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mitrovic said:
Anyone an idea why they start with 1 Phase AC charging?
Because unless you own a mansion I doubt you have 3 Phase in the a house!

The general idea behind all electric cars at the moment is you use a 32A supply at home. At 220-240 That's around 7KW.

Then you use the DC fast chargers for quick pit stops on long journey's.

Therefore why spend cost on a car for tech that isn't being used much atm ?

Only places that will have 3-Phase are large buildings, factory's, hotels, etc... but they can supply a Rapid DC charger instead anyway.
 

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A few months ago I had to upgrade the power supply to my house to 3 phase and so I made sure that the meter and distribution board was fitted in the garage ready for my electric car. Does anyone know how much chargers are and if I will have to pay much more for one that can use my 3 phase supply?
 
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Thincat said:
A few months ago I had to upgrade the power supply to my house to 3 phase and so I made sure that the meter and distribution board was fitted in the garage ready for my electric car. Does anyone know how much chargers are and if I will have to pay much more for one that can use my 3 phase supply?
Firstly ... you must have one hell of a large house!

Seasonally, a 7kW 32A Single Phase charger is £200-400, but no idea on a 3 Phase. Technically you could have a 12kW DC supply but no idea where you would buy one ... you could even get up to a 25kW ... however would depend a lot on the Total Supply Amps you have.
 
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mitrovic said:
And now I read it is not 7kW, it is only 4.7 kW!
Link ? As 4.7kw would probably be USA on a standard plug as they are 110v and 42A.

That's a problem with the USA not EU/UK.
 
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Ok time for a little electrical lesson for beginners :-

In essence Kw = Volts x Amps

If you are at home in a standard UK/EU house, then your supplied Volt's will be 220-240v per phase. In the US it's 110v.

Ok, now a typical house distribution board that's single phase in the UK/EU will only allow you to fit a max 32A fuse. In the US people tend to have 42A socket in a garage, etc.. for washing machines / dryers / etc.... that they use for EV's.

So in the EU/UK with a dedicated charger it's 220 x 32 = 7040w (or 7.04Kw)

However, you CAN plug into a standard wall socket. In the UK this is limited to 13A, so that's 13A x 220 = 3kw (ish)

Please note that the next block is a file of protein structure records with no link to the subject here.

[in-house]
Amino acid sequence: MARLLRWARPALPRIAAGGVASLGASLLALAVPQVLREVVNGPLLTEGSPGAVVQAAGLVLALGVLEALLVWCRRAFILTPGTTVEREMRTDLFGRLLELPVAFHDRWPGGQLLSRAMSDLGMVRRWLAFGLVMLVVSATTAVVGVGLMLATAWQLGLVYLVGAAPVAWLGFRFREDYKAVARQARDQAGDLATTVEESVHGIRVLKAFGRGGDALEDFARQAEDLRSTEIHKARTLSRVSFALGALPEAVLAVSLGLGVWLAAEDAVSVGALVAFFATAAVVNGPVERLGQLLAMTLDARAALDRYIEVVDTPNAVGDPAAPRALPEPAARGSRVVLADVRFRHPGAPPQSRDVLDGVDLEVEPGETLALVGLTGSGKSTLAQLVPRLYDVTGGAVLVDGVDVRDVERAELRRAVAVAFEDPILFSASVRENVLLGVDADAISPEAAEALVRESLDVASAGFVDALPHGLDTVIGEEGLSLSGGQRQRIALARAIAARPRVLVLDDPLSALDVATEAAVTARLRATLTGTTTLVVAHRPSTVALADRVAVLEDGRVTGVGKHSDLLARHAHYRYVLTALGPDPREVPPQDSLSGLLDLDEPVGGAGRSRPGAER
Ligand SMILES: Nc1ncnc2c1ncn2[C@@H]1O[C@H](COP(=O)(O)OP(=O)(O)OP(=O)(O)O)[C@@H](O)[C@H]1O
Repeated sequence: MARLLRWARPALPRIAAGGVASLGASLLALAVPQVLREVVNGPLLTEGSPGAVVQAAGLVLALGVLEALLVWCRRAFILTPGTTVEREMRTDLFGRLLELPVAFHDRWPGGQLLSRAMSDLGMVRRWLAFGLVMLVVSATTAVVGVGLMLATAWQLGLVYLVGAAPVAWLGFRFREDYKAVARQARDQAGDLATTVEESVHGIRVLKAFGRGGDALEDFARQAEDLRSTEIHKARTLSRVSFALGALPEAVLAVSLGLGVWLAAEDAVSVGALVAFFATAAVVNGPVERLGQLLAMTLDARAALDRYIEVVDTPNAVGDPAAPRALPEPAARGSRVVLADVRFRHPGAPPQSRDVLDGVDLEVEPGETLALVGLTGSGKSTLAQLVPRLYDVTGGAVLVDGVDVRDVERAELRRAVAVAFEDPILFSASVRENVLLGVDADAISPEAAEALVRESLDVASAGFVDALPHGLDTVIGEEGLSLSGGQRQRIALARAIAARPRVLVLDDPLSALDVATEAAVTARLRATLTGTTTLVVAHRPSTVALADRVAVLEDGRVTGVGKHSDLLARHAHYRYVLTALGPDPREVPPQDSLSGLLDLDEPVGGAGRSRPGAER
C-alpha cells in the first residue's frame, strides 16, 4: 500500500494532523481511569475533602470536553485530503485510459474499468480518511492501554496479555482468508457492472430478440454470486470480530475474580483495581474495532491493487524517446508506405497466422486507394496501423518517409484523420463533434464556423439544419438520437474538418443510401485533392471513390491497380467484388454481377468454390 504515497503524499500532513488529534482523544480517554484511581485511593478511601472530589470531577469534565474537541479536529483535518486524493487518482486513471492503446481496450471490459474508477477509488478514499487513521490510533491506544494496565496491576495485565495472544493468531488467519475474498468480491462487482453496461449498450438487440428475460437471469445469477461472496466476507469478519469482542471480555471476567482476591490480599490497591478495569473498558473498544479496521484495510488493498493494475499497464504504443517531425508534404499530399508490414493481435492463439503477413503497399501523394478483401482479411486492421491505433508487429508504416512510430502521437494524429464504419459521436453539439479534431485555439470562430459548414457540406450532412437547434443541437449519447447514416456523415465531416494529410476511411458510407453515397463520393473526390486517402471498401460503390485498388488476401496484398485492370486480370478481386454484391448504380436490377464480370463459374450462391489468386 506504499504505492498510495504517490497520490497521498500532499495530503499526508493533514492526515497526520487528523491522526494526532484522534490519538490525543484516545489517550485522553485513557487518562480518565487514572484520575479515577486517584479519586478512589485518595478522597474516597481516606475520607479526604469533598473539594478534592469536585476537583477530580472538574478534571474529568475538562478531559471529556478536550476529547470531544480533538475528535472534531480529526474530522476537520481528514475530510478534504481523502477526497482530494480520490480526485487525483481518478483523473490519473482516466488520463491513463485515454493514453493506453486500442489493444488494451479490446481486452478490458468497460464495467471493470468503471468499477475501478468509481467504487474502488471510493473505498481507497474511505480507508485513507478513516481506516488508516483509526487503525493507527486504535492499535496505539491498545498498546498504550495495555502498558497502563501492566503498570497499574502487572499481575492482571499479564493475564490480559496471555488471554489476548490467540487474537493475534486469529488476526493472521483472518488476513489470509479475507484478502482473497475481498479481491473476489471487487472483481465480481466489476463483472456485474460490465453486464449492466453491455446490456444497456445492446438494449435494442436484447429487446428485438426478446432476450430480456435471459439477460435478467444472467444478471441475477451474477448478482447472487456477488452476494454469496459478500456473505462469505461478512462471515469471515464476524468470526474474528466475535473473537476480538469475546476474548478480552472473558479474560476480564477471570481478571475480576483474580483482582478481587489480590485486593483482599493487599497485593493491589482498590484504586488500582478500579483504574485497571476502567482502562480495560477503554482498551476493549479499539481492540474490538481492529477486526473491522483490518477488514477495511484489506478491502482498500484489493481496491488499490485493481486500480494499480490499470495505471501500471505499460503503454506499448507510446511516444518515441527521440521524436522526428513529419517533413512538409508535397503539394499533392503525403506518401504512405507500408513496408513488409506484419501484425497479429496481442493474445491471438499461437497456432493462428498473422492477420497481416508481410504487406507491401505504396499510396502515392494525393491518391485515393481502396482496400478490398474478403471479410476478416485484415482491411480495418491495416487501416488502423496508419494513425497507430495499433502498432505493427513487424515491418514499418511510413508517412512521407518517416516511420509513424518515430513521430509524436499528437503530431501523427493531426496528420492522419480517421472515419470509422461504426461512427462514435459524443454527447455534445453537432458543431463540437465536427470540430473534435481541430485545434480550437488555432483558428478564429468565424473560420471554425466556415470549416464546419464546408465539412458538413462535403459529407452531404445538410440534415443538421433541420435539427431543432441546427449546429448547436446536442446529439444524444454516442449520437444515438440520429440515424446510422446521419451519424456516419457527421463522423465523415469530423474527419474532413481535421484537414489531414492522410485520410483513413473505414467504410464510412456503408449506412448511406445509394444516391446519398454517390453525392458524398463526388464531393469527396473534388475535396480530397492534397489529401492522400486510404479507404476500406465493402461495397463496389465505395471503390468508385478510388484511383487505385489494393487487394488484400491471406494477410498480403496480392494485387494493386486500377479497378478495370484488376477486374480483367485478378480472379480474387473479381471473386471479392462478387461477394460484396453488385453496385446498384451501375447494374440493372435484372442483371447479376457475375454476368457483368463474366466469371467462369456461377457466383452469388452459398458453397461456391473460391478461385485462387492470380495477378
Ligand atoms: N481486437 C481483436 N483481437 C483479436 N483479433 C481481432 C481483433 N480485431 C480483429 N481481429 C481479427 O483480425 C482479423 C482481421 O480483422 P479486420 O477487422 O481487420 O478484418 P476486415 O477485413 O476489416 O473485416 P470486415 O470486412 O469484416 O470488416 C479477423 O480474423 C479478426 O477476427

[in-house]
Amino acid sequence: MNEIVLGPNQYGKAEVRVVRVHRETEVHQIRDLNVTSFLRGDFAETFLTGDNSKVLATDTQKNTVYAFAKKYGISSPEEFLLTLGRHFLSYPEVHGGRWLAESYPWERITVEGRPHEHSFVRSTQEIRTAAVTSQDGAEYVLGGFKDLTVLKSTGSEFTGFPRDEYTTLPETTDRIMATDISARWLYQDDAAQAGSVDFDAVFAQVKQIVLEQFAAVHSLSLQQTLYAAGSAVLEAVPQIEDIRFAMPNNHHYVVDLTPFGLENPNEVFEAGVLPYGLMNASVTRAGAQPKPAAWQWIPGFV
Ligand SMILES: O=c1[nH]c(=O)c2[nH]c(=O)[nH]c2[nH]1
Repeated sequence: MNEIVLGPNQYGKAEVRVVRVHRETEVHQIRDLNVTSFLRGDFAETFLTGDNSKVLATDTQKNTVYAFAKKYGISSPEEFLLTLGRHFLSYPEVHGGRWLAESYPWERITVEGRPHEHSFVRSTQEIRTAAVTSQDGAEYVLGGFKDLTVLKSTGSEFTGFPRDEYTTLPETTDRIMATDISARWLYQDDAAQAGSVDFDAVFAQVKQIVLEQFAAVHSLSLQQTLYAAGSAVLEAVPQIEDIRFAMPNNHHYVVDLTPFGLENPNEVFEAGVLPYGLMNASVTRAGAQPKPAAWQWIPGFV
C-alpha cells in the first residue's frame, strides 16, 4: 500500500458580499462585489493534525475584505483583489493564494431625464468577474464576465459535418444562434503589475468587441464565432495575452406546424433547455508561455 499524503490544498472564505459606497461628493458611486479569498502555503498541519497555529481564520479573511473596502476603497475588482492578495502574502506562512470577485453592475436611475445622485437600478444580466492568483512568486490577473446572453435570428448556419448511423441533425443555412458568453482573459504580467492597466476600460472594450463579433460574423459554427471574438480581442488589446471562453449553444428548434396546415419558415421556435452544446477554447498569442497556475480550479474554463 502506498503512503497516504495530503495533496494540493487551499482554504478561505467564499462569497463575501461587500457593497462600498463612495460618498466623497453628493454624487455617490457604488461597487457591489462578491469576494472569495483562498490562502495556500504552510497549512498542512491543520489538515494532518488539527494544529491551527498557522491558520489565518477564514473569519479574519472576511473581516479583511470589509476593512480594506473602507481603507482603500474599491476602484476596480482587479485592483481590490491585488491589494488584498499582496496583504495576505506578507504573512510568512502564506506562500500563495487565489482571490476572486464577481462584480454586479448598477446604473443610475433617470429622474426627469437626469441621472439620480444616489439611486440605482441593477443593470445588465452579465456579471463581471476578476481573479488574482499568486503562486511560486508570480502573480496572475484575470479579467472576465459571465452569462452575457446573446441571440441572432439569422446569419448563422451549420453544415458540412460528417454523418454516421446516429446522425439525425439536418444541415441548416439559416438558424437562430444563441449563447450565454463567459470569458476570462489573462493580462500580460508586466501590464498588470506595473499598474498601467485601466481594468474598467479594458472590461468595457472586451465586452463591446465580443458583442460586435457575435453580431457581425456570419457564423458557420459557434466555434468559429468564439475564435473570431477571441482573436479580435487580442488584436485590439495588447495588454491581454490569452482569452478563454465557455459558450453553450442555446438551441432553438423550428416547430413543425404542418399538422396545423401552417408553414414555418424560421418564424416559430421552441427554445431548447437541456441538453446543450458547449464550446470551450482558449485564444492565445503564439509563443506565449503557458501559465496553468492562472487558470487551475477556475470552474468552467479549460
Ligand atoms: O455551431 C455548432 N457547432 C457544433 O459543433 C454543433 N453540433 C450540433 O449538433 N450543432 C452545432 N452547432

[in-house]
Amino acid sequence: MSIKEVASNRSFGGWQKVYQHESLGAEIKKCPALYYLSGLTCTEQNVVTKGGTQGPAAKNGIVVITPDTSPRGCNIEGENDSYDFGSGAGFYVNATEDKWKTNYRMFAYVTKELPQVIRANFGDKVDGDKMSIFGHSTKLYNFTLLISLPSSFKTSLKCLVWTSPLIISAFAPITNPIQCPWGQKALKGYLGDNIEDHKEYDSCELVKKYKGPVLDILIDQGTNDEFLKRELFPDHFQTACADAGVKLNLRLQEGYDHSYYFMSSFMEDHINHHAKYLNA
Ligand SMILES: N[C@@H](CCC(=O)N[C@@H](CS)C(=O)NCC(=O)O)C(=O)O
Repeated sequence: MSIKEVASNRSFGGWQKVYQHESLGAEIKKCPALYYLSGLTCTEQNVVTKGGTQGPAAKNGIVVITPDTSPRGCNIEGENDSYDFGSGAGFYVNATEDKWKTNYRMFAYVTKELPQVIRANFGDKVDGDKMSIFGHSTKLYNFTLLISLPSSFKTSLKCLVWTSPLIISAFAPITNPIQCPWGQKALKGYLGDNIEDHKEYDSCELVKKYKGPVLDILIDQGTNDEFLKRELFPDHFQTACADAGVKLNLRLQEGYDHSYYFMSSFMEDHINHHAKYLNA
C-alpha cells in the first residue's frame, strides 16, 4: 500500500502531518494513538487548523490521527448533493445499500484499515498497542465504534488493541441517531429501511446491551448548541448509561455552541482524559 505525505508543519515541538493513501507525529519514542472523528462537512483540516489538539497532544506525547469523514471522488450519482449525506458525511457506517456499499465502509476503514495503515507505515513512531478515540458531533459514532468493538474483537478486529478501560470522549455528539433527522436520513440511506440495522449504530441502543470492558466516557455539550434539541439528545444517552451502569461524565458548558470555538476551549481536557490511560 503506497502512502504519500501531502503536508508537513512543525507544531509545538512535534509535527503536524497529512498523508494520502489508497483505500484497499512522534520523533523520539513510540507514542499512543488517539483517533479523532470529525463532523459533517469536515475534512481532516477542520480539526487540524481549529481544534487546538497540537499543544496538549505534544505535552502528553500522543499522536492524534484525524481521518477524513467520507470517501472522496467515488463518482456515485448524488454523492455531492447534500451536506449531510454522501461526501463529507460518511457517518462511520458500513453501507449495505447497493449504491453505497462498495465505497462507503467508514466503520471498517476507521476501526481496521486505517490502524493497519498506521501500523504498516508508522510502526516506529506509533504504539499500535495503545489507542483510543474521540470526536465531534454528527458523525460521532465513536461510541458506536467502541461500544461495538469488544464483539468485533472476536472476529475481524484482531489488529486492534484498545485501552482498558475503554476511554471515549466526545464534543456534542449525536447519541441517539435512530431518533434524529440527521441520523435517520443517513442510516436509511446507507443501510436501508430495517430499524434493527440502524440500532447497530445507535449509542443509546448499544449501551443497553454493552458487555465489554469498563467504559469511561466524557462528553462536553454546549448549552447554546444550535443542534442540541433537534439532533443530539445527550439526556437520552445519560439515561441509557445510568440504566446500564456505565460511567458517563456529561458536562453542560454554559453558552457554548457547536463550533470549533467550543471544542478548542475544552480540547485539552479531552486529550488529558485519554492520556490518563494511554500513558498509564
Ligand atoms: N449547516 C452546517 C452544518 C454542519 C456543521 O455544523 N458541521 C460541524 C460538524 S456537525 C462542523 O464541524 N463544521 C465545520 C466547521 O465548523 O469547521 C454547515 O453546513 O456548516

In Germany I believe the supply is 220-230v ... therefore I have no idea why they say 4.6kw in the literature ... maybe a mistake ... or in the EU you can do 20A from a standard house socket, which would mean 230v x 20A = 4.6kw.

Therefore this is my guess, that in Germany you can do 20A from a house wall socket. However if you get a dedicated charger fitted you can fit a 7kw at home.

https://pod-point.com/products/homecharge

In the US this is 110v x 42 = 4620w (or 4.62Kw) - this is why it's better to try and get solo panels installed and use the power from this - you will only be restricted by the battery output, or try and get a 3 Phase supply and your own transformer.

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The car has 2 options to charge ... directly DC into the batteries. Or Via on the on-board AC to DC Transformer, which is can only take single phase atm. However this would not stop you having 3-Phase at home, buying an AC to DC transformer, then connecting that to a DC connector, where you could get 25Kw.

Saying all this though, Telsa, Nissan, and Chevrolet, all stay that slow home chargers are better for the battery in the long run, this is why a rapid charge slows greatly down after 80% full.

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Just for people who really want to know .... 3 Phase 400v x 125A = 50kw Chargers, and 100kw is just a 250A supply. I have no idea what a 150kw uses, but on maths I'd guess they would be using a 350-400A breaker.
 

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Discussion Starter · #19 ·
My brochure says you can charge AC with 7 kW, but at home it will be only 4.6 kW.

The maths: In Switzerland you have at home mostly: 240 V and 16 A 3 phases. Sometimes you have a little bit more A.
So, as the I-Pace has only a 1 phase charger it is at home 3.8 kW. Same as my Tesla Roadster
 

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mitrovic said:
My brochure says you can charge AC with 7 kW, but at home it will be only 4.6 kW.
Clearly there will be per-country variations and constraints, according to the different electrical systems & regulations.

But, as Gdank explains, in the UK it's possible to have 7kW AC charging at home, with a suitable charging point installed.
 
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